More than any at other conferences I have attended, participants in the annual Mars Society meeting, which was held this year in Boulder, Colorado (August 2013) — their 16th such meeting, my first — like to nod their agreement. In contrast, attendees at the meetings I more regularly visit concerning the ecological fate of the planet signal their comprehension with aghast motionlessness. When Robert Zubrin, director of the (currently Earth-bound) Mars Society, announced in Boulder this summer, that Mars is our future, the audience nodded. Rather, I should say, we nodded.
Not only is a manned mission to Mars technically feasible with existing, or almost-existing, technology but Zubrin insists that it is desirable for us to go to Mars sooner rather than later. Zubrin was reasserting an argument that he has been making for some time. In The Case for Mars — The Plan to Settle the Red Planet and Why We Must (1996) he set out his blueprint for Mars Direct, a plan for manned missions to Mars that would pave the way for colonization and would be both cost-effective and possible with current technology.
Why should we go to Mars? There are economic arguments in favor of us doing so, Zubrin claims. Certain elements, such as deuterium used in nuclear reactors, are hyper-available elements on Mars could be profitably used on Earth. Additionally, rare metals: platinum, gold and silver, can be recovered from Mars and returned to Earth. The economic arguments are important to the case for Mars, but central to Zubrin’s argument, is what exploration of Mars says about us as a species. We should go because we can; it’s who we are. According to Zubrin “virtually every element of significant interest to industry is known to exist on the Red Planet”. Of all the planets in our solar system Mars has by far the greatest potential for self-sufficiency. The resources on Mars will cater for both initial colonists and for the subsequent expansion of a civilization on the Red Planet. For example, subsurface accumulation of water can provide supplies to explorers. Moreover, the colonization of Mars “reaffirms the pioneering character of our society.” Drawing parallels to Roald Amundsen’s successfully traversing the wilderness of Canada's Northwest Passage in 1903, an expedition which adopted a “live off the land” strategy, Zubrin appeals to a pioneering grit and esprit in forging his plans for Mars. Summarizing his reasons for colonizing Mars, Zubrin wrote, “For our generation and many to follow Mars is the New World”. Considering that as of the 9th September 2013 more than 200,000 have applied for a one-way settlement mission to Mars over at the Mars One website, it would seem that Zubrin’s assessment is confirmed.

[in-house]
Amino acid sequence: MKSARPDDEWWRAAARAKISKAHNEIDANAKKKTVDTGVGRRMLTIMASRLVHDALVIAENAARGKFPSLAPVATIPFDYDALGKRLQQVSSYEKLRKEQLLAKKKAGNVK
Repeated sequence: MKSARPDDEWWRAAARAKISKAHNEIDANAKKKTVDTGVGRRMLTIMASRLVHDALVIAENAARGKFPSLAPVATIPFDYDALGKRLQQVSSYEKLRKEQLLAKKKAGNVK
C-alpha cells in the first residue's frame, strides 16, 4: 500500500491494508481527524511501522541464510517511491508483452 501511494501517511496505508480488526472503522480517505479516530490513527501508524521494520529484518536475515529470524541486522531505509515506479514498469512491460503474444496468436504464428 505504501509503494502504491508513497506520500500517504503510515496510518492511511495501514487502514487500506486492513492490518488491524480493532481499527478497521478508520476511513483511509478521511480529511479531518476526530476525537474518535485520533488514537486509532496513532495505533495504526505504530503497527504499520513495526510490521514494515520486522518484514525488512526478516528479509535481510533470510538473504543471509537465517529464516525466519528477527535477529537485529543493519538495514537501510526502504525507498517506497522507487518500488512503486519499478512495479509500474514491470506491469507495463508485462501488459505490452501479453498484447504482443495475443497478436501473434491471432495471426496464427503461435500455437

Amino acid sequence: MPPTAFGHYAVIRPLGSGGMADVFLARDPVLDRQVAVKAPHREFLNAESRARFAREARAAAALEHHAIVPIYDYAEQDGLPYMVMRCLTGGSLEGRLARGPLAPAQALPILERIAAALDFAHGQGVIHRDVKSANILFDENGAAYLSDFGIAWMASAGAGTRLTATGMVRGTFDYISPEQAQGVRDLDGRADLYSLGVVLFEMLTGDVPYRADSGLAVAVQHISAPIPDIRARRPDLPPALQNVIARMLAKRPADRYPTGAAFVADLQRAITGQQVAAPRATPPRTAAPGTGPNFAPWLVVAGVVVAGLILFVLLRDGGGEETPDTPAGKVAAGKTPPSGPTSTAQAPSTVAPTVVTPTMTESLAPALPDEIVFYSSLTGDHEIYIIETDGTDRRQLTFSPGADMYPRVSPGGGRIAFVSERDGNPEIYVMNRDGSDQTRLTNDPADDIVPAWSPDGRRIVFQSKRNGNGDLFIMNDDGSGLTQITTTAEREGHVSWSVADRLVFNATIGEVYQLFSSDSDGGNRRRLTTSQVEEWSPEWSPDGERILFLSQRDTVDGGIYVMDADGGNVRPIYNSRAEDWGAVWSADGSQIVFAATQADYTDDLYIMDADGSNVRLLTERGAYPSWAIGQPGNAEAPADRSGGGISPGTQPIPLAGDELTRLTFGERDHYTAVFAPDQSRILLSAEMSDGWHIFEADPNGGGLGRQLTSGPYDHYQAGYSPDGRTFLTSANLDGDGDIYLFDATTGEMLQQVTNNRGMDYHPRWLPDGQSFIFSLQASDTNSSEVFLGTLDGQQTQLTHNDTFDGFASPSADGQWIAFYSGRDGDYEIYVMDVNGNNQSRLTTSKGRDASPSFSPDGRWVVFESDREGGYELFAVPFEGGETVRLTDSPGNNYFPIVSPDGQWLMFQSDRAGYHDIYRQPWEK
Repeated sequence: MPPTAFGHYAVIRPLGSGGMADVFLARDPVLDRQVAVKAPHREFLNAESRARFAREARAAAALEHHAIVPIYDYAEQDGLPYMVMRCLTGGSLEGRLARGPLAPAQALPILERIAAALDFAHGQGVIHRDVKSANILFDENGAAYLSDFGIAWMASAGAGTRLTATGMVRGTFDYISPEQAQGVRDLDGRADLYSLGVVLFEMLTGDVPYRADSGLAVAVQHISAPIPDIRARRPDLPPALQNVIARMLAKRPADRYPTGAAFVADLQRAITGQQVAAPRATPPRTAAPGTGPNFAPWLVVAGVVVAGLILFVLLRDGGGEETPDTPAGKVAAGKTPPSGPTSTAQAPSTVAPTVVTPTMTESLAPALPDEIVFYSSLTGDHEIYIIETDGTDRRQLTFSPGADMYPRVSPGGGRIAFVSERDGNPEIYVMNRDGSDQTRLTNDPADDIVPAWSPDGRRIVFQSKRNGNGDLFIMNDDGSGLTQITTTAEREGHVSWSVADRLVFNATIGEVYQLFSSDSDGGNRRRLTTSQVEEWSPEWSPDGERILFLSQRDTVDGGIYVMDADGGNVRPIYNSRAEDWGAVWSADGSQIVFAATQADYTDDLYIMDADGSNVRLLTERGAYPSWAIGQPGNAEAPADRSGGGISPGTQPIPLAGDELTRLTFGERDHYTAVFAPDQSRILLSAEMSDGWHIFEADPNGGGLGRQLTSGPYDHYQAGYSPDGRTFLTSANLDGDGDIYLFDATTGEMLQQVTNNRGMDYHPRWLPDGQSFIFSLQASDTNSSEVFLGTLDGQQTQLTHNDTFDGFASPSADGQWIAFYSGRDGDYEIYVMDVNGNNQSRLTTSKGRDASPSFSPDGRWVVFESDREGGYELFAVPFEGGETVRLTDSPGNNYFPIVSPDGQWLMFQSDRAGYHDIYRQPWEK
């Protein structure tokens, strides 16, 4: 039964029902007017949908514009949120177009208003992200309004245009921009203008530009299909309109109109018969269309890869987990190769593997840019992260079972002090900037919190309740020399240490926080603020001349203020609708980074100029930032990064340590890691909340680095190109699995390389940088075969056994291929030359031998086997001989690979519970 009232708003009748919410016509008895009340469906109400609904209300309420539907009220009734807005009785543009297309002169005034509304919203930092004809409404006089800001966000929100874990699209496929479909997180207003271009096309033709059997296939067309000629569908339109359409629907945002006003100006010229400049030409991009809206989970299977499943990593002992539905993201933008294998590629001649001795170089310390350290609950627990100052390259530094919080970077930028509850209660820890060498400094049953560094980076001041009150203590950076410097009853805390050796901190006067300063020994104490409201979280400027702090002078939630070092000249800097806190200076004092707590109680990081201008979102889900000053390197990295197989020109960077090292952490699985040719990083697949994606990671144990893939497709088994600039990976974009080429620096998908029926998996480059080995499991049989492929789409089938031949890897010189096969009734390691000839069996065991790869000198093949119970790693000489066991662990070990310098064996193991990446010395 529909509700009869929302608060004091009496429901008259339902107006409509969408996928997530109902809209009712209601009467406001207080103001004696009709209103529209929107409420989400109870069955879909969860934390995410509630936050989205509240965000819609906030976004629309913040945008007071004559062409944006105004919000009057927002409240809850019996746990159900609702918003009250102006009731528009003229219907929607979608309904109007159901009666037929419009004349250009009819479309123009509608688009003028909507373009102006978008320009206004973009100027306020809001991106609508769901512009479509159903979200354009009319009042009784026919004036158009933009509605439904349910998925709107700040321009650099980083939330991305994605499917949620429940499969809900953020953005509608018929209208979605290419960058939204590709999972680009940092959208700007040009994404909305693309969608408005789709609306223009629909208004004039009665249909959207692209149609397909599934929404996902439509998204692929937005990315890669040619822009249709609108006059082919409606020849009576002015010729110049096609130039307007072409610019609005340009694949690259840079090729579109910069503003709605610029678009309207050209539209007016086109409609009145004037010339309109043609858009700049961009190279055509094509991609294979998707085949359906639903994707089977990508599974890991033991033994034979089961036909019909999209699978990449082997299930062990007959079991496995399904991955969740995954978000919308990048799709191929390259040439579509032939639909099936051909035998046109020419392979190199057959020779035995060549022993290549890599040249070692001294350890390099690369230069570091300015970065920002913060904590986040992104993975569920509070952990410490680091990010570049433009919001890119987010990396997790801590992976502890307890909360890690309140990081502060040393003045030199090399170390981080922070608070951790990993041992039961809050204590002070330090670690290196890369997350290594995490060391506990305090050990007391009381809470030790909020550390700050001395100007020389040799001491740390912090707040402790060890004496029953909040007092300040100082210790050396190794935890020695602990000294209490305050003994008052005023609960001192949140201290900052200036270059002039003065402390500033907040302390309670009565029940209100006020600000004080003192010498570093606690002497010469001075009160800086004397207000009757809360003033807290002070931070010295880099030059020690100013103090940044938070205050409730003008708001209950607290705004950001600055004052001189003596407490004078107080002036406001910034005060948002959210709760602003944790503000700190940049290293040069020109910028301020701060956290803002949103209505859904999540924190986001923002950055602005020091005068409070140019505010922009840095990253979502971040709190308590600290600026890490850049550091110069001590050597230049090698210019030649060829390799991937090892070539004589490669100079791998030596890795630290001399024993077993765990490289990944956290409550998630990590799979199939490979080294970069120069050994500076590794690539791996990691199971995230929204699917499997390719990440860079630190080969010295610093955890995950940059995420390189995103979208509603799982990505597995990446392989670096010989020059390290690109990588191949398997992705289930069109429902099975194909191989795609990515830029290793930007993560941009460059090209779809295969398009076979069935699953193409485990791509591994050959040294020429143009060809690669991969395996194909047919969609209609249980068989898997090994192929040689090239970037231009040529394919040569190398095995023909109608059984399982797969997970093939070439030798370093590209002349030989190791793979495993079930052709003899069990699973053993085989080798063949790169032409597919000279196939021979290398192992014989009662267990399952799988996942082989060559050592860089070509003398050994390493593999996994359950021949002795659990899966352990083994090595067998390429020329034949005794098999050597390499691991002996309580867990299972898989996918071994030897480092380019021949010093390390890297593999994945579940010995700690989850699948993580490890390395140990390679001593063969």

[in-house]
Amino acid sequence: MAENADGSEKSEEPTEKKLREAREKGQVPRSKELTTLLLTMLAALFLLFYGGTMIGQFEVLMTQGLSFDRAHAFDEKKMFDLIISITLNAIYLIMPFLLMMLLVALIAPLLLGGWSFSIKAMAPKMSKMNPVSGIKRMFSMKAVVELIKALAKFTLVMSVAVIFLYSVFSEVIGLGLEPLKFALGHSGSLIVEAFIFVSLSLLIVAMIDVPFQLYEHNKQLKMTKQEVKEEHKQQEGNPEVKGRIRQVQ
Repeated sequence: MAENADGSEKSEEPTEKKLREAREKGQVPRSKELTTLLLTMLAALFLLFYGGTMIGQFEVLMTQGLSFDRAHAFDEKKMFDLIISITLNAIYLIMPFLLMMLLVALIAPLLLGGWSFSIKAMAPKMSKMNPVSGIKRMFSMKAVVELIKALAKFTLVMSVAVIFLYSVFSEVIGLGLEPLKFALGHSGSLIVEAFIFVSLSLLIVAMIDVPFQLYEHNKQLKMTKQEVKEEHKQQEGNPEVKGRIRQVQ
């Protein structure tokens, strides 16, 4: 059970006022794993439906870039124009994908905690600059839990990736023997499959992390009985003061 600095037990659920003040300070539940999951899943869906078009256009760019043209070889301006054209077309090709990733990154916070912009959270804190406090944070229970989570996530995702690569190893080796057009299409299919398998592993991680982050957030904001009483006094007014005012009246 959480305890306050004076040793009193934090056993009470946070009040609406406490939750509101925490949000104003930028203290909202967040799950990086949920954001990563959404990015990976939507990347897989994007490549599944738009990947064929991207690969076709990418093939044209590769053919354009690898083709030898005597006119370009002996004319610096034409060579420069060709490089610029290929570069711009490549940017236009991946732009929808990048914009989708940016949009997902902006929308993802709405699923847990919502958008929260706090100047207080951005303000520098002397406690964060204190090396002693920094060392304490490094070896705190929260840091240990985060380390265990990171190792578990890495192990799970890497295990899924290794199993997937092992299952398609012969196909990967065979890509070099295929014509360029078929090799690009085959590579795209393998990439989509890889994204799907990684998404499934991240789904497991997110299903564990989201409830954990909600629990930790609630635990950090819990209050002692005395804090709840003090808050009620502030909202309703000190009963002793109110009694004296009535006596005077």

The form that Zubrin’s argument follows is familiar from the history of rhetoric on space exploration. Expanding human economic activity into space is a common defense of exploration. However, there is an increasing reluctance in the space community to use the term “colonies”, many advocates preferring more neutral terms like “settlements” and “outposts”. Even that great space advocate Carl Sagan (1934 –1996) spoke of space “cities” rather than “colonies” to avoid such negative connotations. By and large, however, those advocating our transformation into a true space-faring species tend to couch their arguments in much of the same sort of idealistic language that Zubrin employs. “Reaching the stars” or “facilitating the spread of life beyond the planet” are proposed as selfless goals, ones that are galvanizing for all humanity. Such reasons rest upon an assumption, usually implicit, that we have a predisposition, possibly a genetic one, to explore. Furthermore, this exploratory tendency, in the view of space advocates, is regarded as one of the many fine things about us. It is the destiny, manifest or otherwise, of humans to hurtle off the planet.
One important category of idealistic motivation for planetary escape is that colonization of space responds to environmental concerns on Earth. Space exploration emerges therefore as a response to many of the same sorts of challenges that are discussed in mainstream ecological circles.
Gerard K O’Neill (1927 – 1992) the Princeton physicist and space exploration enthusiast, framed his advocacy for space colonies explicitly in the context of concern over environmental pollution and the ‘evils” consequent from the Industrial Revolution. Moreover, in The High Frontier: Human Colonies in Space (1976) O’Neill wrote “the evils of environmental damage [pollution and so forth] are minor compared to others that have appeared: sharp limits on food, energy and materials confront us at a time when most of the human race is still poor, and when much of it is on the edge of starvation.” The solution as O’Neill saw it was not to “retreat to a pastoral, machine-free society…” No, the future rather is in space colonies which should be free-floating in space and thus open to constant solar radiation supplying us with unlimited energy. Such space colonies, O’Neill wrote, will follow on as “an inevitable result of the large-scale development of space resources.” Space will ultimately become a “new Earthlike environmental range for humanity, bathed in continuous free energy…” — humans’ newest habitat.